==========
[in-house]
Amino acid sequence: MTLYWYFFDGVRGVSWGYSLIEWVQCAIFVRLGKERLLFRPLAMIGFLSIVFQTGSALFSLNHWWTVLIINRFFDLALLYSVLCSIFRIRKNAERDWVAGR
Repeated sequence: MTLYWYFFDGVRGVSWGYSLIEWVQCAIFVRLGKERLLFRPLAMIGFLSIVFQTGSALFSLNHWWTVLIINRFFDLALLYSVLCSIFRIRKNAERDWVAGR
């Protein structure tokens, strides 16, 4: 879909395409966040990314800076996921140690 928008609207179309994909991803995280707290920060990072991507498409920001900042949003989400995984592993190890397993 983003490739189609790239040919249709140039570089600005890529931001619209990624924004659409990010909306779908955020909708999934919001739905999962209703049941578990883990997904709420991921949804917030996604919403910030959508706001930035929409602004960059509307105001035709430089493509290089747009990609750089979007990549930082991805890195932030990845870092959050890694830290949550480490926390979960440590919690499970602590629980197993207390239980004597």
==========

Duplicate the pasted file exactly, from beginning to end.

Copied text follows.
[in-house]
Amino acid sequence: MTLYWYFFDGVRGVSWGYSLIEWVQCAIFVRLGKERLLFRPLAMIGFLSIVFQTGSALFSLNHWWTVLIINRFFDLALLYSVLCSIFRIRKNAERDWVAGR
Repeated sequence: MTLYWYFFDGVRGVSWGYSLIEWVQCAIFVRLGKERLLFRPLAMIGFLSIVFQTGSALFSLNHWWTVLIINRFFDLALLYSVLCSIFRIRKNAERDWVAGR
């Protein structure tokens, strides 16, 4: 879909395409966040990314800076996921140690 928008609207179309994909991803995280707290920060990072991507498409920001900042949003989400995984592993190890397993 983003490739189609790239040919249709140039570089600005890529931001619209990624924004659409990010909306779908955020909708999934919001739905999962209703049941578990883990997904709420991921949804917030996604919403910030959508706001930035929409602004960059509307105001035709430089493509290089747009990609750089979007990549930082991805890195932030990845870092959050890694830290949550480490926390979960440590919690499970602590629980197993207390239980004597």